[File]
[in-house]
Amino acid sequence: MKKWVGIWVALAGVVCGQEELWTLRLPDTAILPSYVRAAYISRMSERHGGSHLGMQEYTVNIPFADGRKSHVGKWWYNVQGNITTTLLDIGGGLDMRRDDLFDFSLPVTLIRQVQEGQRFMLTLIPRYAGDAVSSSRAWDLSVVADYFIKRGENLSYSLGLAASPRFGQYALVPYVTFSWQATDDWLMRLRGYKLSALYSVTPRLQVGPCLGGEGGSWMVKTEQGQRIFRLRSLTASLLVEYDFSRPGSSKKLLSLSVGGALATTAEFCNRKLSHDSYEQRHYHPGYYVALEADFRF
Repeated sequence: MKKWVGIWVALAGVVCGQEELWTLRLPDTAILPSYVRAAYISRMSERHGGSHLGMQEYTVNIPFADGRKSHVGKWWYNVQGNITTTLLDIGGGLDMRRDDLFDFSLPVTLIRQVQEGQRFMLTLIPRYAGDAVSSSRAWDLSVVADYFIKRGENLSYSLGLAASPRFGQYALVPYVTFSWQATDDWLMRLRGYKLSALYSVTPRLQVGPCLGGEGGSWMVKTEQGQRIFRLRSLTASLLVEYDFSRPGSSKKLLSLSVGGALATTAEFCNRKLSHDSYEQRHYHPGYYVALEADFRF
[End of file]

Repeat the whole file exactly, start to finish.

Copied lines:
[in-house]
Amino acid sequence: MKKWVGIWVALAGVVCGQEELWTLRLPDTAILPSYVRAAYISRMSERHGGSHLGMQEYTVNIPFADGRKSHVGKWWYNVQGNITTTLLDIGGGLDMRRDDLFDFSLPVTLIRQVQEGQRFMLTLIPRYAGDAVSSSRAWDLSVVADYFIKRGENLSYSLGLAASPRFGQYALVPYVTFSWQATDDWLMRLRGYKLSALYSVTPRLQVGPCLGGEGGSWMVKTEQGQRIFRLRSLTASLLVEYDFSRPGSSKKLLSLSVGGALATTAEFCNRKLSHDSYEQRHYHPGYYVALEADFRF
Repeated sequence: MKKWVGIWVALAGVVCGQEELWTLRLPDTAILPSYVRAAYISRMSERHGGSHLGMQEYTVNIPFADGRKSHVGKWWYNVQGNITTTLLDIGGGLDMRRDDLFDFSLPVTLIRQVQEGQRFMLTLIPRYAGDAVSSSRAWDLSVVADYFIKRGENLSYSLGLAASPRFGQYALVPYVTFSWQATDDWLMRLRGYKLSALYSVTPRLQVGPCLGGEGGSWMVKTEQGQRIFRLRSLTASLLVEYDFSRPGSSKKLLSLSVGGALATTAEFCNRKLSHDSYEQRHYHPGYYVALEADFRF